Recycling is central to a way of thinking in which the environment is valued and our impact on it is minimised, the opposite of the throwaway society.
So if you're wondering whether you should keep bothering putting out the recycling, the answer is yes!
It's not a perfect system and there are glitches.
But the good news about stories like this is that when the dirty little secret is out in the open, the way recycling works can change.
Imagine how different it could be if the people using the recycled material to make something new (the ''reprocessers'') were asked about what they needed when recycling contracts were being written.
Often reprocessors are located offshore, but not in the case of glass.
And the fact is that O-I, the glass factory in Auckland, has capacity to take more clean, colour-sorted glass recycling to include in its production process.
Once councils know what the reprocessors need, they could write recycling contracts that would make sure the whole recycling chain is going to work.
The contracts could include specific collection systems and/or maximum contamination levels that could be monitored regularly.
And there would be much less risk to the council of having to unexpectedly pay extra costs to send contaminated recycling to landfill.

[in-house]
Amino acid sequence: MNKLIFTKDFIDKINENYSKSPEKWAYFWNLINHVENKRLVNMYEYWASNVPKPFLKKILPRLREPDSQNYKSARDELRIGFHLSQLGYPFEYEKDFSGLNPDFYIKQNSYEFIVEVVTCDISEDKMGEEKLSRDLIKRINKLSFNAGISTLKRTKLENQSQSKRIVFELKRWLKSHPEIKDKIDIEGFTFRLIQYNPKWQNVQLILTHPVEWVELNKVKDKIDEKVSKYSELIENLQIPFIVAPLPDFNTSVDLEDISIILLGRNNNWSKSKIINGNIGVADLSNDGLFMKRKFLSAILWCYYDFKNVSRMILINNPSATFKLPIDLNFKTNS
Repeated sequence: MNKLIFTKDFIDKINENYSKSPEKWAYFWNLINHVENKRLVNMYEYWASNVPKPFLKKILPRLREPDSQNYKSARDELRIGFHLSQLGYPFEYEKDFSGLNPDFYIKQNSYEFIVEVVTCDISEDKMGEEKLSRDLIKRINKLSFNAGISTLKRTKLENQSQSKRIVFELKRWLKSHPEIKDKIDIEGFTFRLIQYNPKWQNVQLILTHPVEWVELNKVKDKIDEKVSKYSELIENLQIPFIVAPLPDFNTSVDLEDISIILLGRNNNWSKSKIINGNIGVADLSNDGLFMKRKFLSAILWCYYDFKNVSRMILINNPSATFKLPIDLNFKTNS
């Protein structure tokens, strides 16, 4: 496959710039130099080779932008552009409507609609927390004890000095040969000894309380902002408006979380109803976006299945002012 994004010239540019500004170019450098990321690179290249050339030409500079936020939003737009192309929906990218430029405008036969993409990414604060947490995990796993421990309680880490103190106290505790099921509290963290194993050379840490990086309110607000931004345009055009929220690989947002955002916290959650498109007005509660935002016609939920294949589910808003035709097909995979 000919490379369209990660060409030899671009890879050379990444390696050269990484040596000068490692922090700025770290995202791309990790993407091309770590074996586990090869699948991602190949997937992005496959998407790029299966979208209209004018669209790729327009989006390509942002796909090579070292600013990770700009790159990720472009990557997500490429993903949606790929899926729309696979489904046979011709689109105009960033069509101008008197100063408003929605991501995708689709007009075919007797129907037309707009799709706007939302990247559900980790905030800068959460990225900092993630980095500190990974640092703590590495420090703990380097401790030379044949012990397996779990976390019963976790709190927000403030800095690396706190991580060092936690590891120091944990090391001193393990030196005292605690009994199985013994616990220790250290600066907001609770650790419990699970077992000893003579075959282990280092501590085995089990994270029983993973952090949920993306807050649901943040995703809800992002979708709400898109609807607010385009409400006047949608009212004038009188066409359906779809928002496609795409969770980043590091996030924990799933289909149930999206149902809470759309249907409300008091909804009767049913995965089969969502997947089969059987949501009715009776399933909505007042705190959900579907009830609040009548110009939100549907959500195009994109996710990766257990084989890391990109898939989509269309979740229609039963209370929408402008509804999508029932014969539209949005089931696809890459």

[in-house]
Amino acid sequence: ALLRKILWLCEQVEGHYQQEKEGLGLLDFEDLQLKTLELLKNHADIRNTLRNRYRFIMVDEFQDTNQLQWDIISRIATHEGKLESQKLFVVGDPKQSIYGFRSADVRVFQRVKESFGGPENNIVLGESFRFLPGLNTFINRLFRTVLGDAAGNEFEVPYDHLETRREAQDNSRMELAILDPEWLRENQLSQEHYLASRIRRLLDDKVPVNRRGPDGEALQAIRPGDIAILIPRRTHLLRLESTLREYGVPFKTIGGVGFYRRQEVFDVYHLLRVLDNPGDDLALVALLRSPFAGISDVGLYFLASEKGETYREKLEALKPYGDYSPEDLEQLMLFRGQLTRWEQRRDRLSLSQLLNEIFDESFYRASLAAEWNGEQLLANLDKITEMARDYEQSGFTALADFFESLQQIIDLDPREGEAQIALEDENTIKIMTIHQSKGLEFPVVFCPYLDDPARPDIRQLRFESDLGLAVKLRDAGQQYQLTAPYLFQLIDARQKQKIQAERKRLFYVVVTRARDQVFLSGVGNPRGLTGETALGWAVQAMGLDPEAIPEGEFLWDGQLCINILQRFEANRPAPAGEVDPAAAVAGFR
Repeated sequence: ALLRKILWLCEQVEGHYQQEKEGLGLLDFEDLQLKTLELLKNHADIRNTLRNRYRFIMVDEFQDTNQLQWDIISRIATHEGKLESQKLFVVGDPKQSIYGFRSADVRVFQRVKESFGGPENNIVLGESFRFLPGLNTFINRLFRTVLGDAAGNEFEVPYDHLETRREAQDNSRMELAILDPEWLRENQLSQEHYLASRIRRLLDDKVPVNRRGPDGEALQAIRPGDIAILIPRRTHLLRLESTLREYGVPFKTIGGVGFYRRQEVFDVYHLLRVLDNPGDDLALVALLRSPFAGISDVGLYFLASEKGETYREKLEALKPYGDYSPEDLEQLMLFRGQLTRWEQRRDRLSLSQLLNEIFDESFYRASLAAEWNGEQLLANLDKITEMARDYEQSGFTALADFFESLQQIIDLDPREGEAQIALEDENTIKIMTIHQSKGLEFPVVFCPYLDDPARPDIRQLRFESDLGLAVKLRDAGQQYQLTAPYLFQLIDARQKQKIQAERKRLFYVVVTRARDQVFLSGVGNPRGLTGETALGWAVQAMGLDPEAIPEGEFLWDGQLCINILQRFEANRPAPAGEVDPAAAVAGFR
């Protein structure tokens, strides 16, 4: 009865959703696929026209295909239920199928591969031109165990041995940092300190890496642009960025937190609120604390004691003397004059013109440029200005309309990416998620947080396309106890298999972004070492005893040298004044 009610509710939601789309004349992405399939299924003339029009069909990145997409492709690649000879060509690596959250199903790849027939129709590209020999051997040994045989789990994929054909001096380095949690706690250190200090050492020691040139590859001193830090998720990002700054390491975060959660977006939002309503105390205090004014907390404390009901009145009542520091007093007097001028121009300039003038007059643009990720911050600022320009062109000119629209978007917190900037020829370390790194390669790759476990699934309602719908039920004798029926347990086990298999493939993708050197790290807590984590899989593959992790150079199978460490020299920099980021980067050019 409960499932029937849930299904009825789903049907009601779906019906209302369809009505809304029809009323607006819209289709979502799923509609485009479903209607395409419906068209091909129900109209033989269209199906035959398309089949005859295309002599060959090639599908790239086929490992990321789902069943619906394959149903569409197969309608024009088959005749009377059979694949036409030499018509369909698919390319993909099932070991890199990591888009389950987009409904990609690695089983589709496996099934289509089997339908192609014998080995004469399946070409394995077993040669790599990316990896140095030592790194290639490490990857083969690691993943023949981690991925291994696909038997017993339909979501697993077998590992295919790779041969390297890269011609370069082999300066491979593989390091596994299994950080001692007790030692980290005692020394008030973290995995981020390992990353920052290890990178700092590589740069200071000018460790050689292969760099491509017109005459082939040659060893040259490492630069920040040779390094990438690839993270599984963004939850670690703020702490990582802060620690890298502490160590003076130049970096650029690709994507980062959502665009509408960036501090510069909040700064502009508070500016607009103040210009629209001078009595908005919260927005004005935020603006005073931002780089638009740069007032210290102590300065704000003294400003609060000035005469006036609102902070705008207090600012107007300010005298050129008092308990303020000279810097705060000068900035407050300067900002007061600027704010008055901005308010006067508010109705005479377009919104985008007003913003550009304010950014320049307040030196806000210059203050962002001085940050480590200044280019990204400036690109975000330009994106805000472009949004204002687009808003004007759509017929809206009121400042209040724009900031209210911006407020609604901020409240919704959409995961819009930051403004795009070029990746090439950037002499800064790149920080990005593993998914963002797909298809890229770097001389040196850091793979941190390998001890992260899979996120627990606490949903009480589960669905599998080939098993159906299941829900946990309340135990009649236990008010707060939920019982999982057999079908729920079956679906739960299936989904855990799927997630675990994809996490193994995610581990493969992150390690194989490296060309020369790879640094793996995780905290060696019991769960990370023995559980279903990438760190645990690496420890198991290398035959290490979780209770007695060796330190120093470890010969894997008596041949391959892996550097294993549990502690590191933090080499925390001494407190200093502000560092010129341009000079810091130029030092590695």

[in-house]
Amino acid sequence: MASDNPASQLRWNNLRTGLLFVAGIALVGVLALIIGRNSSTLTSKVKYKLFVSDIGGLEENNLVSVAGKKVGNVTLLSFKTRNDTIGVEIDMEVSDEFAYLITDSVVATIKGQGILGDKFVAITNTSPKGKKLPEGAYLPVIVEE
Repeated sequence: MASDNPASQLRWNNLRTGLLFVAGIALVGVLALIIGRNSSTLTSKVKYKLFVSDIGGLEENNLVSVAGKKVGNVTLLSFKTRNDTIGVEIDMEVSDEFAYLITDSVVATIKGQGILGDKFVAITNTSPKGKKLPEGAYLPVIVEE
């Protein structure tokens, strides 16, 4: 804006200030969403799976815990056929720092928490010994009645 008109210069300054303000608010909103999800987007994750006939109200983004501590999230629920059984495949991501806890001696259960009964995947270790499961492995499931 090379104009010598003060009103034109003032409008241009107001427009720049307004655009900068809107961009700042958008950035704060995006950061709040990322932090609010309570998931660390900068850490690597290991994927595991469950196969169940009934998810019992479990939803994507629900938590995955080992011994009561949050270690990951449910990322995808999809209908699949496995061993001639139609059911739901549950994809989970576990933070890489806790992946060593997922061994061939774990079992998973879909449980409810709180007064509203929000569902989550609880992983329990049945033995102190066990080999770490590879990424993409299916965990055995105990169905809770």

It's a mystery to me why more council contracts don't specify a colour-sorted, separate glass collection system such as in Wanaka and Dunedin, so their glass can be made back into bottles.
Surely that is real recycling?
Yes, it costs a little bit more.
But it saves a lot of embarrassment and downside risk, which can potentially be very costly to industries that rely on our environmental reputation, such as tourism and wine.
And it takes a long time, and a lot of money, to get trust back once it's gone.
- Gina Dempster is communications officer at Wanaka Wastebusters. Each week in this column, one of a panel of writers addresses issues of sustainability.
• Unlike most packaging materials, glass is infinitely 100% recyclable.
The O-I factory in Auckland recycles clean (uncontaminated) colour-sorted glass into new bottles. The recycled glass needs to be sorted into clear, brown and green before going to O-I.
• Glass from Wanaka and Dunedin kerbside recycling collections and Wastebusters' (in Wanaka and Alexandra) business, events and drop-off recycling are made into new bottles at O-I.
• Bottles made at the O-I factory in 2015 contained an average of 67% recycled content. Every 10% of recycled glass used reduces carbon emissions by about 5%.
• Pyrex and drinking glasses shouldn't be recycled. They cause bubbles and breakages in new glass bottles.
• Clean glass that is not colour-sorted can be crushed and reused as a roading aggregate. Glass from the Alexandra kerbside recycling collection is used in roads.
• Highly contaminated glass (i.e., glass that has plastic, cardboard, food and other materials mixed up with it) is not suitable for either roads or new bottles. Glass recycled in Queenstown is going to the landfill.